New director has ‘a blast' with MC3!
Camden — Toki Oshima, the new director of MC3! — the Midcoast Children's Chorus — has been singing all her life and believes singing is “an essential part of life ... almost part of human development.”
She sang with her family as a child and attended an international music camp as a teen. As an adult, she has played with a variety of old-time, folk and bluegrass bands, she said. Now she belongs to a contra dance band, Henry Road, and a world music group called Redbird.
Oshima, who has a master's degree in music education, taught at the Ashwood Waldorf School for 12 years and currently is a co-teacher at the Morning Glory Garden School in Belfast, a Waldorf kindergarten school. She became director of MC3! last fall, about a year after the chorus was founded by Midcoast Community Chorus Artistic Director Mimi Bornstein.
Bornstein said she had wanted to start a children's chorus for a long time because “everybody has a voice that deserves to be heard” and she wanted to have a safe place that celebrates children's voices. She said she had met many adults who had been told as children that they could not sing, and she wanted today's children to get a different message.
MC3! has recitals in May and December, and sometimes shares the stage with the Midcoast Community Chorus at its January and June concerts. At its December recital, MC3! drew a crowd of more than 100 and raised money for PAWS, following the model of the adult chorus at its June concert, Bornstein said. Oshima said she would like to continue to have recitals benefit an organization chosen by the children, but a beneficiary had not yet been chosen for the May recital.
With responsibility for the 150-member adult chorus and her work as a composer and workshop leader, Bornstein found she did not have time to direct the children's chorus. She said Oshima is “a fabulous folk musician.”
Oshima said rehearsals are broken up into two sessions of 45 minutes each, with 6- to 9-year-olds in one group and 10- to 12-year-olds in the other, though there is some flexibility, depending on individual members' developmental ability. The group is made up of about two-thirds girls and one-third boys, she said.
The chorus sings mostly in unison, but also does some rounds and harmony. She incorporates plenty of movement, especially for the younger children, because “it's almost like they can't help it [moving].”
In selecting music for MC3!, Oshima likes to have a core of traditional American folk songs — she said “Home on the Range” is a favorite with the children. She also brings in music from other cultures, such as a Japanese piece with unusual rhythms the chorus learned for its December recital. Contemporary songs by artists such as Jack Johnson and Cat Stevens are included as well.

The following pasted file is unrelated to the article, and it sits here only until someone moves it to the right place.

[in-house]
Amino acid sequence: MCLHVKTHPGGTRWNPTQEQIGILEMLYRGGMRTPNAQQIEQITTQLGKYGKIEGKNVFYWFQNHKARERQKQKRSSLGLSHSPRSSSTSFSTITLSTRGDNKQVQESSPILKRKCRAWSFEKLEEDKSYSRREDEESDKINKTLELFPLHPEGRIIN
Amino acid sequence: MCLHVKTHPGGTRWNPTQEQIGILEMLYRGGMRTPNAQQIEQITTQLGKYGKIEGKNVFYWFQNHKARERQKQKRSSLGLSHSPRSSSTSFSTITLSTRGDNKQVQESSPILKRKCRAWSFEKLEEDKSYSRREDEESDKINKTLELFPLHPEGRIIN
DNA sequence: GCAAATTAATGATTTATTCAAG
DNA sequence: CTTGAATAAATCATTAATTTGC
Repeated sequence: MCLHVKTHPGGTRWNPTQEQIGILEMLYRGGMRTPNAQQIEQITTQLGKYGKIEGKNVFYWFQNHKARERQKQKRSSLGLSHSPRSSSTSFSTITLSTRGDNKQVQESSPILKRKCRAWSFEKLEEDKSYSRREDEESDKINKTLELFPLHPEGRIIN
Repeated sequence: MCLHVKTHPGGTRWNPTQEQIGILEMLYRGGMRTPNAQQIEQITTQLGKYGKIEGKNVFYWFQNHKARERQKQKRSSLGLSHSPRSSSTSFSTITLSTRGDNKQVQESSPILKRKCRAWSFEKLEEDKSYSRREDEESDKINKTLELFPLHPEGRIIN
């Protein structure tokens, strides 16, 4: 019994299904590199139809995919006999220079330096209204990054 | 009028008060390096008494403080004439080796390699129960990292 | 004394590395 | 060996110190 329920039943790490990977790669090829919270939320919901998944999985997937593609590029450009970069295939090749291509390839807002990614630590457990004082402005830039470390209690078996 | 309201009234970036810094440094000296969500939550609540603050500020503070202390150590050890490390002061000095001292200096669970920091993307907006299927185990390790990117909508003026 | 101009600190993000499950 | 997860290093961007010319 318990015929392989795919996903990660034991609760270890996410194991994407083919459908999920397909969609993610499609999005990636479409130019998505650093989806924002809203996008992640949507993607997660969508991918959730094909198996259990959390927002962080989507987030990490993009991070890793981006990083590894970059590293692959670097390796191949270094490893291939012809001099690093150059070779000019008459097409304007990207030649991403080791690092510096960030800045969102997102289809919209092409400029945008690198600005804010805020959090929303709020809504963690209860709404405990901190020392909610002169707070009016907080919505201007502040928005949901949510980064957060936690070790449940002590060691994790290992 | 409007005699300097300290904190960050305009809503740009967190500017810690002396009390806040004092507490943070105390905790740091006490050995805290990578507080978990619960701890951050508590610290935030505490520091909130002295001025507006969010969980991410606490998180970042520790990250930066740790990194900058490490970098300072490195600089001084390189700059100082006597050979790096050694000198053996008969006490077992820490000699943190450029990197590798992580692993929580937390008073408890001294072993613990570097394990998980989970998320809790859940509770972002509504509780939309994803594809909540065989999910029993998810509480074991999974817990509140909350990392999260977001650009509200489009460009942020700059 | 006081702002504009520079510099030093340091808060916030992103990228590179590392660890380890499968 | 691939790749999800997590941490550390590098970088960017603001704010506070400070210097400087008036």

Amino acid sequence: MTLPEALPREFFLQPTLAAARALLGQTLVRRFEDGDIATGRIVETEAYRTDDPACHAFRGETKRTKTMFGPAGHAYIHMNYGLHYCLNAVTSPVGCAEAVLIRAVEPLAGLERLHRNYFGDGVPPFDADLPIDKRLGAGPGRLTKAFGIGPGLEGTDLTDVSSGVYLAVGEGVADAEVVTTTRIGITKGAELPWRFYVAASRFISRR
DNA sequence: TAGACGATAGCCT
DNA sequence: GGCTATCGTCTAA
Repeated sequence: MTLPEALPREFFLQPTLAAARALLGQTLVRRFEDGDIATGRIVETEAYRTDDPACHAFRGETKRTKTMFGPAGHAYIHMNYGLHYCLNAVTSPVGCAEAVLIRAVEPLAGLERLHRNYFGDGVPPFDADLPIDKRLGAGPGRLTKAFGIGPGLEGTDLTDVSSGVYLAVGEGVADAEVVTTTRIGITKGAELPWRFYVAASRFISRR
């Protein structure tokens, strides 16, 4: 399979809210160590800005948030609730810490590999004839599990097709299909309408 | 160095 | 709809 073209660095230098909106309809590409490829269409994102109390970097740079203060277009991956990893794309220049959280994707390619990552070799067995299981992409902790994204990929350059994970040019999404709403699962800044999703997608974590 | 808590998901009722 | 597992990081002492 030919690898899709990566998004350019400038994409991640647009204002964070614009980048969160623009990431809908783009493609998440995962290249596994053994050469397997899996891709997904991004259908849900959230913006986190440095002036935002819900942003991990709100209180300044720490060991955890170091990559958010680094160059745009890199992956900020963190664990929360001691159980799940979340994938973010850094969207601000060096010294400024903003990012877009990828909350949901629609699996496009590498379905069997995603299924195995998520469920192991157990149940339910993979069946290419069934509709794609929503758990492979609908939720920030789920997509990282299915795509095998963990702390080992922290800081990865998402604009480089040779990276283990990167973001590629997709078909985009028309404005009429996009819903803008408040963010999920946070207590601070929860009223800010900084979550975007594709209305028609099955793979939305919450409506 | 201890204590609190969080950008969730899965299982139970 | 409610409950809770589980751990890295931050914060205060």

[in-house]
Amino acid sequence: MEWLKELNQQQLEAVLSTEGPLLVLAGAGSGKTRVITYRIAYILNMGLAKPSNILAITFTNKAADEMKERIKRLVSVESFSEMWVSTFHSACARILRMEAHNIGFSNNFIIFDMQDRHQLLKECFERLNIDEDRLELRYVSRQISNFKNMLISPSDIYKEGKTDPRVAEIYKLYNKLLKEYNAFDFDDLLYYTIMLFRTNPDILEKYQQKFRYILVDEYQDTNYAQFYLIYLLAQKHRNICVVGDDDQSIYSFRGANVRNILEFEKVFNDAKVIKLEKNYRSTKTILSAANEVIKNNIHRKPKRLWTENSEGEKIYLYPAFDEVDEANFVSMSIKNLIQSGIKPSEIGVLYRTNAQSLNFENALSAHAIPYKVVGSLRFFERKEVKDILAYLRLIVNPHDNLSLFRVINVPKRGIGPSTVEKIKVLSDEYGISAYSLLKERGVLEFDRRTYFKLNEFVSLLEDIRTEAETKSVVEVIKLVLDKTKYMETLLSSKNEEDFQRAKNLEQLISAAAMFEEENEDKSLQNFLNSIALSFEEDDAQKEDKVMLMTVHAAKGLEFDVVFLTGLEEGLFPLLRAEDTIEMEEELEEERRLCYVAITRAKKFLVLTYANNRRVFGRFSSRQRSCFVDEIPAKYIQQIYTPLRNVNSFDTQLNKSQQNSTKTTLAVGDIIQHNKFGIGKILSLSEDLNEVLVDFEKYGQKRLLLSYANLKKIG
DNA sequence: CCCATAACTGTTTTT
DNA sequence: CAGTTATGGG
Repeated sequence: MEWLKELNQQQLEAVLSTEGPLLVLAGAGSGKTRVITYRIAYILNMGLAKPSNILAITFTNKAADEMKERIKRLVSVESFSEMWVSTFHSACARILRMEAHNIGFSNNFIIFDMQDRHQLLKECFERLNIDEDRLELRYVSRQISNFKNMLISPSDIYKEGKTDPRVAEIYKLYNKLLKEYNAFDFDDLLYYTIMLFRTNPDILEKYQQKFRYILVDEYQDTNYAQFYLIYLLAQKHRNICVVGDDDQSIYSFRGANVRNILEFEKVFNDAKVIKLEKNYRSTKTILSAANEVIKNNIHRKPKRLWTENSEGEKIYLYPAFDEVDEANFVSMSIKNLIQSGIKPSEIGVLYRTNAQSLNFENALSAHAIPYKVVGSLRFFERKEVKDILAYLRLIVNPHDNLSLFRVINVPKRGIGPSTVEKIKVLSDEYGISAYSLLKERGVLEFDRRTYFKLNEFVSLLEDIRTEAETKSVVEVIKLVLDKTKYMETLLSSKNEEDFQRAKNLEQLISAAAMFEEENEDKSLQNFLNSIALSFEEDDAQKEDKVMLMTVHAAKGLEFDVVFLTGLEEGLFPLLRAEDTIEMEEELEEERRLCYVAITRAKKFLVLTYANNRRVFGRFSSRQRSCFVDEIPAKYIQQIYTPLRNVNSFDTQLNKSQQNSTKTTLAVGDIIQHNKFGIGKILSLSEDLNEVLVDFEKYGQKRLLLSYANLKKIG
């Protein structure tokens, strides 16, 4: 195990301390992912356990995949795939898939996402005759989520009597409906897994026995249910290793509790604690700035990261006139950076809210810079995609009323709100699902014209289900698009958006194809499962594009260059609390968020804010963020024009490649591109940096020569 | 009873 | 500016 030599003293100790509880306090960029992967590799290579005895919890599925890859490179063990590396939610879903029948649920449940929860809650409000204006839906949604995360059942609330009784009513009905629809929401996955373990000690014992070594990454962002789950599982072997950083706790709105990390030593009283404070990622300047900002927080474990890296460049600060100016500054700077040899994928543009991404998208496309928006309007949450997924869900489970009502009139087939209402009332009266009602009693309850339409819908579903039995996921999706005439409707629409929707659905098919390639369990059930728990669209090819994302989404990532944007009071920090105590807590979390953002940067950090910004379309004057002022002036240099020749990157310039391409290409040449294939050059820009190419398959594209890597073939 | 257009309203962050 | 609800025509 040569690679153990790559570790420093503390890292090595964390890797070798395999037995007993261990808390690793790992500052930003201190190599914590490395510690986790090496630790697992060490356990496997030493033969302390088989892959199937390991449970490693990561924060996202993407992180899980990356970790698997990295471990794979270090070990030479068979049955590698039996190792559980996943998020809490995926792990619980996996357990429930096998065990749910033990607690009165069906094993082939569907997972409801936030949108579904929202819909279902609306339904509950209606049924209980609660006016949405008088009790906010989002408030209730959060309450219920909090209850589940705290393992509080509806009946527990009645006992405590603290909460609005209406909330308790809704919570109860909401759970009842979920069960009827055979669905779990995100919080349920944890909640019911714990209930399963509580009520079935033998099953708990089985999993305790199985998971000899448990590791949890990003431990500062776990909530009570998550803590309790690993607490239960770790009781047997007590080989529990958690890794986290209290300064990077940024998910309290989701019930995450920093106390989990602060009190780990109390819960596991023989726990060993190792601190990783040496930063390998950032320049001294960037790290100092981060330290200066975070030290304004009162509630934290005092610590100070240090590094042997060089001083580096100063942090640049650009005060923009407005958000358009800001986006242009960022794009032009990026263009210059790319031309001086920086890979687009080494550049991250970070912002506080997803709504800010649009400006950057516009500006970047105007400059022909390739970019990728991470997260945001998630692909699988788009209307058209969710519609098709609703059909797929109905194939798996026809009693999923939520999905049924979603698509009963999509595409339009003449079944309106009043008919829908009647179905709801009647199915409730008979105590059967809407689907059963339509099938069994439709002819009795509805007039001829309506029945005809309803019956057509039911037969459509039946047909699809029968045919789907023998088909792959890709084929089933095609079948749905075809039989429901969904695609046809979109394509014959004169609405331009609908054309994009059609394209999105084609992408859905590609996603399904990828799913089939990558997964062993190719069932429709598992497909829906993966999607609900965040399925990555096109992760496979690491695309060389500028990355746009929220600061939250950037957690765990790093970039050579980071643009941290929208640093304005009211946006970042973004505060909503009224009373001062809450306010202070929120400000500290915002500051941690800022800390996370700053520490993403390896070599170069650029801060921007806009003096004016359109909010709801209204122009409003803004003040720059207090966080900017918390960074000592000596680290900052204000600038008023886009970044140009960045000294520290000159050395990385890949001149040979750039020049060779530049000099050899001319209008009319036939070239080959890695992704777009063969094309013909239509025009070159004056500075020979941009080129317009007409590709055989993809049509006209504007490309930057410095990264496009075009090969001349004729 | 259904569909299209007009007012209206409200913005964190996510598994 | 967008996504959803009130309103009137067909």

Oshima said she plans to work with the older children on sight reading and some music theory concepts, but it is important to keep it fun.
“I want to make it easy and welcoming,” she said.
She spoke about the special bond that is created among people who sing together, saying “Singing is such a wonderful way to create community … Together you're creating something.”
In a culture where almost everything can be purchased ready-made, people have a need to make things for themselves, Oshima said. Making our own music with our voices “is right at your fingertips all the time.” And as an early childhood teacher, she enjoys the enthusiasm of the children and the opportunity to share her love of music and music-making.
“I'm just having such a blast with it,” she said.
Spring semester start-up
Registration for the spring semester will take place Wednesday, Feb. 5, from 3:30 to 5 p.m. Feb. 5 at St. Thomas Episcopal Church, 33 Chestnut St., with the first rehearsal running from 4 to 5 p.m. Registration continues through Feb. 19. Rehearsals will be held every Wednesday afternoon, with a recital in May.
Registration materials are posted online at mccsings.org for early registration by mail. Semester registration fees are $75 and annual MCC dues start at $5. Partial and full scholarships are available as well as payment plans. For more information email firstname.lastname@example.org or call 975-0582.
Sarah E. Reynolds is a reporter for the Camden Herald.
Sarah E. Reynolds has been a reporter and writer for more than 20 years, winning awards from the Maine Press Association and other professional organizations. She loves to read, hike and play word games.
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